December 15, 2011
Magnetic Stimulation Treatment Could Help Stroke Patients
New research suggests that using magnetic stimulation of the nerve cells in the brain of a stroke patent may help them recover faster.
Hemispatial neglect is a condition in which a stroke patient is unable to see or recognize anything on the left side of their body.
The condition is common after a stroke occurs on the right side of the brain. Currently, doctors treat the condition through attention and concentration training using computer and pencil-and-paper tasks.
A new study found that magnetic stimulation of the nerve cells in the brain may speed up the recovery from this condition.
In transcranial magnetic stimulation, a large electromagnetic coil is placed against the scalp, which creates electrical currents that stimulate nerve cells.
"The treatment is based on the theory that hemispatial neglect results when a stroke disrupts the balance between the two hemispheres of the brain," study author Giacomo Koch, MD, PhD, of the Santa Lucia Foundation in Rome, Italy, said in a press release. "A stroke on one side of the brain causes the other side to become overactive, and the circuits become overloaded."
The team studied 20 patients suffering from hemispatial neglect. Ten of the patients received 10 sessions of magnetic stimulation over two weeks, while the other 10 received a placebo treatment.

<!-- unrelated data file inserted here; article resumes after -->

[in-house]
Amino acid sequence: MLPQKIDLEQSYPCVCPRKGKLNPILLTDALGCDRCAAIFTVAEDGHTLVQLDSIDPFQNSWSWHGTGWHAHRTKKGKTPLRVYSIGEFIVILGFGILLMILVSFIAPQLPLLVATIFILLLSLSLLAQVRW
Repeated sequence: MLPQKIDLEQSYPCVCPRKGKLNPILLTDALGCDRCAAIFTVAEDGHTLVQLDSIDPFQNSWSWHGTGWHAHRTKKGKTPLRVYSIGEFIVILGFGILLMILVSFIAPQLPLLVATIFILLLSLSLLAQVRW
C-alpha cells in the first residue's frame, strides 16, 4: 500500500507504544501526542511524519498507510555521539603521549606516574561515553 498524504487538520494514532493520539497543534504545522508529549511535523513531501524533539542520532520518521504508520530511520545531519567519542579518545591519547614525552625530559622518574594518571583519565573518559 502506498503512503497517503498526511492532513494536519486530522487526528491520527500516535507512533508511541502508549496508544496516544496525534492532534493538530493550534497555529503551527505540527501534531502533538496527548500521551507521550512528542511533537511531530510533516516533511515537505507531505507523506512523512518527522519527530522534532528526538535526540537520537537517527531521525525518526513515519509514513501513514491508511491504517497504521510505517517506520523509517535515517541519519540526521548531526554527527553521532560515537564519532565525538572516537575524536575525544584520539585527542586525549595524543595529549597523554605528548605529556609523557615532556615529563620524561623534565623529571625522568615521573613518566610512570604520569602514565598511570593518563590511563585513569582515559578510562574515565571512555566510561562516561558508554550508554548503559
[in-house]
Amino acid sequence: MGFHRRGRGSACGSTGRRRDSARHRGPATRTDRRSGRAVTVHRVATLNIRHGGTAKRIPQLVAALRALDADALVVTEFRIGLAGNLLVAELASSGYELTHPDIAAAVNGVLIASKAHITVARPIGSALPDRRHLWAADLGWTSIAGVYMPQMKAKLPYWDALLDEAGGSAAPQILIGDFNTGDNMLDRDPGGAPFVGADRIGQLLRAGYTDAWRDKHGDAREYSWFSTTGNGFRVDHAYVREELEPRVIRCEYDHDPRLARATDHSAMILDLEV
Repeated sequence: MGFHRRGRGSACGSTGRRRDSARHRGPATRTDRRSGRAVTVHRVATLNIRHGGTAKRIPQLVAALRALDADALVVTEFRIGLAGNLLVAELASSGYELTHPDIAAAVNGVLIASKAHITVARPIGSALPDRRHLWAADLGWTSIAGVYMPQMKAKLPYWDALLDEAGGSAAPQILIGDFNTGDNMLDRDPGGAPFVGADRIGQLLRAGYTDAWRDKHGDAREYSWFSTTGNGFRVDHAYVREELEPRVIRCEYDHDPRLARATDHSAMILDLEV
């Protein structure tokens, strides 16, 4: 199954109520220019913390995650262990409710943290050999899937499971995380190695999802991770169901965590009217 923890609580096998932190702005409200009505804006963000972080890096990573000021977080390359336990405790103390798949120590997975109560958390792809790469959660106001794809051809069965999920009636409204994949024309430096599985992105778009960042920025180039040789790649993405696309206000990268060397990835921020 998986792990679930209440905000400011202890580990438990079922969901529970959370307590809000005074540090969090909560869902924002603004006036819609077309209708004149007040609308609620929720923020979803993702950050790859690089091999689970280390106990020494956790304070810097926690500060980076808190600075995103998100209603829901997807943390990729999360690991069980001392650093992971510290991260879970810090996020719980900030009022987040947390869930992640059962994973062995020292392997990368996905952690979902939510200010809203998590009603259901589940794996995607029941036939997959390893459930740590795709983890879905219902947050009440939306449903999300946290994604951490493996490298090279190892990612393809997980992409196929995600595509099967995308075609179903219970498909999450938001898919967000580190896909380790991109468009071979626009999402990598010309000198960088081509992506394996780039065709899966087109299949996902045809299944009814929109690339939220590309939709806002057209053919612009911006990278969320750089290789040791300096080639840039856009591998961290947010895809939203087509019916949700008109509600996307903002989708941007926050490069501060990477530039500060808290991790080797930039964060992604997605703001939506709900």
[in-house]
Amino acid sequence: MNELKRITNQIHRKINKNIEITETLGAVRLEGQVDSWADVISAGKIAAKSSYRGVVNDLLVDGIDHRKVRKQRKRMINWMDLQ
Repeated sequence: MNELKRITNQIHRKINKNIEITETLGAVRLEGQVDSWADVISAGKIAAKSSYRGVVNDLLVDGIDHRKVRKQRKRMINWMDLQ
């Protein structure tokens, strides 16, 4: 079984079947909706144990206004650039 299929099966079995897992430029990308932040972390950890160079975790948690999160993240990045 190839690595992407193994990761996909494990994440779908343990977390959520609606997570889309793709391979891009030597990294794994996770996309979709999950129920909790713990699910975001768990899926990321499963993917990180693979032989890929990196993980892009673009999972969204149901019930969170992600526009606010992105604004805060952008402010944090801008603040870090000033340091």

Both of the groups also received the current treatment that uses a computer and pen-and-paper training.
Those who received the magnetic stimulation improved on the test by 16 percent at the end of treatment, and by 22 percent two weeks later.
The study also showed that the overactive circuits had gone back to normal in those who received the stimulation, versus those who did not.
"This study represents an important step forward in the effort to find ways to help people rehabilitate from hemispatial neglect after stroke," Heidi M. Schambra, MD, of Columbia University Medical Center, who wrote an editorial on the study, said in a press release. "Beyond its direct effect on people's visual-spatial abilities, hemispatial neglect also interferes with people's efforts to recover their cognitive abilities and movement."
The research was published online in the journal Neurology.
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